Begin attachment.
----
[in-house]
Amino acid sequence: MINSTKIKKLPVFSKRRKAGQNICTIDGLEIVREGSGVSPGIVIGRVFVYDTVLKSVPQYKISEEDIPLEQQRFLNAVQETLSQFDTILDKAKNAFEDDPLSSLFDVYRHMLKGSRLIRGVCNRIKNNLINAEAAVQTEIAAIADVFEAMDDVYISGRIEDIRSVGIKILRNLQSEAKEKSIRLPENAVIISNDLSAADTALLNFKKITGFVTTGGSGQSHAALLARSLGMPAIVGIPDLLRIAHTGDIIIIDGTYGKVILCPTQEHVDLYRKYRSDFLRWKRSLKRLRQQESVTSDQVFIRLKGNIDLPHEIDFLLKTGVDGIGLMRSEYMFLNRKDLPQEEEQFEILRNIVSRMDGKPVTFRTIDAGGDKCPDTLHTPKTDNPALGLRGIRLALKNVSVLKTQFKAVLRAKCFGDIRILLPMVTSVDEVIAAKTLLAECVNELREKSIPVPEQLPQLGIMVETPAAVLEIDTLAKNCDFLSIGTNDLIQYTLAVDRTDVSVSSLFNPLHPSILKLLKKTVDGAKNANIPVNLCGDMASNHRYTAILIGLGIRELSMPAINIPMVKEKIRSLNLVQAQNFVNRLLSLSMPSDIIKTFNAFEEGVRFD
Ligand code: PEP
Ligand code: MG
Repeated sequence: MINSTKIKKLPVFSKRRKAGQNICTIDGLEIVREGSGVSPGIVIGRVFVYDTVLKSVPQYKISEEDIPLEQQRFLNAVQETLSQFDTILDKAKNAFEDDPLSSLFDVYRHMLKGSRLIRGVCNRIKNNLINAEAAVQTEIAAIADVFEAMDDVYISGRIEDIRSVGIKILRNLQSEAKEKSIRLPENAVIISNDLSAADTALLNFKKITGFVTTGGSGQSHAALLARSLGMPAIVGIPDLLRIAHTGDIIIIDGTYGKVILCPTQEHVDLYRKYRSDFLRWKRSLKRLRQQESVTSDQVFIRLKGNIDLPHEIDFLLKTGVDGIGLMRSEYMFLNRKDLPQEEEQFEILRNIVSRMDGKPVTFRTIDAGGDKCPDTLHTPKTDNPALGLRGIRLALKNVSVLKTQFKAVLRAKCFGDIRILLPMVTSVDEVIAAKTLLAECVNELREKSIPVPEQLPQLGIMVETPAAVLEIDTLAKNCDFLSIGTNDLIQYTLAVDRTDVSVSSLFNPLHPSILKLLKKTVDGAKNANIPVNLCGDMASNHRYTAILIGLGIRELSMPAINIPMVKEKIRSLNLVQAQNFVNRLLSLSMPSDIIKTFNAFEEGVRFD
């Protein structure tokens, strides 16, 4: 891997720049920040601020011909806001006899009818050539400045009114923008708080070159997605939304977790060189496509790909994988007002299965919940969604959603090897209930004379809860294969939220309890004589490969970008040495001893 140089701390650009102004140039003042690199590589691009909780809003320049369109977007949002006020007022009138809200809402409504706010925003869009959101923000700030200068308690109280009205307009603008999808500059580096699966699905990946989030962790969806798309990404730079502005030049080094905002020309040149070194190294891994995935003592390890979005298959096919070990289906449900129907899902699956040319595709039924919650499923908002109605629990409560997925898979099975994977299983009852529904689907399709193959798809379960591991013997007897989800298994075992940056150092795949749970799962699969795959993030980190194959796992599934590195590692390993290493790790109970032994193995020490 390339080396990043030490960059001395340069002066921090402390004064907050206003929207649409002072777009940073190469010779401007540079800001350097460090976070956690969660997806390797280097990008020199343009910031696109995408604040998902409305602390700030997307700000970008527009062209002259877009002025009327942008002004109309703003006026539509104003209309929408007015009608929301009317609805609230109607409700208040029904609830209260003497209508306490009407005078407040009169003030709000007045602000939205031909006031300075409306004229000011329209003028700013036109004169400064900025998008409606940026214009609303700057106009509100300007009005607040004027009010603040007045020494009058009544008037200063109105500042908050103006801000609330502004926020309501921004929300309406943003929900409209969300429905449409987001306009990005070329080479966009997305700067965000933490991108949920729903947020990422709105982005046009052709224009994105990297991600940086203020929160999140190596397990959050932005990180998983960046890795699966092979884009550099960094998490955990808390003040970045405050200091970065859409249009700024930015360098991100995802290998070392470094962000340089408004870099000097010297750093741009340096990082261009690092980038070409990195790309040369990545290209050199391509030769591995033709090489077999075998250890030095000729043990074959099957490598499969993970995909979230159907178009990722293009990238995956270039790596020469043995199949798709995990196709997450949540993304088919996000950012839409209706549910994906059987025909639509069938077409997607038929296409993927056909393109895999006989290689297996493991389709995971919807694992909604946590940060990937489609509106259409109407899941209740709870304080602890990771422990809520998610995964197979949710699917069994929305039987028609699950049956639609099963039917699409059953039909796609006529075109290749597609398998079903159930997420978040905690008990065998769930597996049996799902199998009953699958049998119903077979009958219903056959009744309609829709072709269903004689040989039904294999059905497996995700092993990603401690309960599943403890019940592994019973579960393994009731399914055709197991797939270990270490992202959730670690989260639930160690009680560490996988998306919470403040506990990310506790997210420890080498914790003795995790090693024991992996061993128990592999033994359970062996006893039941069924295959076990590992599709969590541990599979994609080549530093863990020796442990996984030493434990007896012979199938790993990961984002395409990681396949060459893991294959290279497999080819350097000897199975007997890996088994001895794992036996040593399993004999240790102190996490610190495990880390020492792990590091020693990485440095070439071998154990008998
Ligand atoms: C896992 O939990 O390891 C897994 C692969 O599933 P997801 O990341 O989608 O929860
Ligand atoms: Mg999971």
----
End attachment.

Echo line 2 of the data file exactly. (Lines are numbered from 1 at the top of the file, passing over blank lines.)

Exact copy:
Amino acid sequence: MINSTKIKKLPVFSKRRKAGQNICTIDGLEIVREGSGVSPGIVIGRVFVYDTVLKSVPQYKISEEDIPLEQQRFLNAVQETLSQFDTILDKAKNAFEDDPLSSLFDVYRHMLKGSRLIRGVCNRIKNNLINAEAAVQTEIAAIADVFEAMDDVYISGRIEDIRSVGIKILRNLQSEAKEKSIRLPENAVIISNDLSAADTALLNFKKITGFVTTGGSGQSHAALLARSLGMPAIVGIPDLLRIAHTGDIIIIDGTYGKVILCPTQEHVDLYRKYRSDFLRWKRSLKRLRQQESVTSDQVFIRLKGNIDLPHEIDFLLKTGVDGIGLMRSEYMFLNRKDLPQEEEQFEILRNIVSRMDGKPVTFRTIDAGGDKCPDTLHTPKTDNPALGLRGIRLALKNVSVLKTQFKAVLRAKCFGDIRILLPMVTSVDEVIAAKTLLAECVNELREKSIPVPEQLPQLGIMVETPAAVLEIDTLAKNCDFLSIGTNDLIQYTLAVDRTDVSVSSLFNPLHPSILKLLKKTVDGAKNANIPVNLCGDMASNHRYTAILIGLGIRELSMPAINIPMVKEKIRSLNLVQAQNFVNRLLSLSMPSDIIKTFNAFEEGVRFD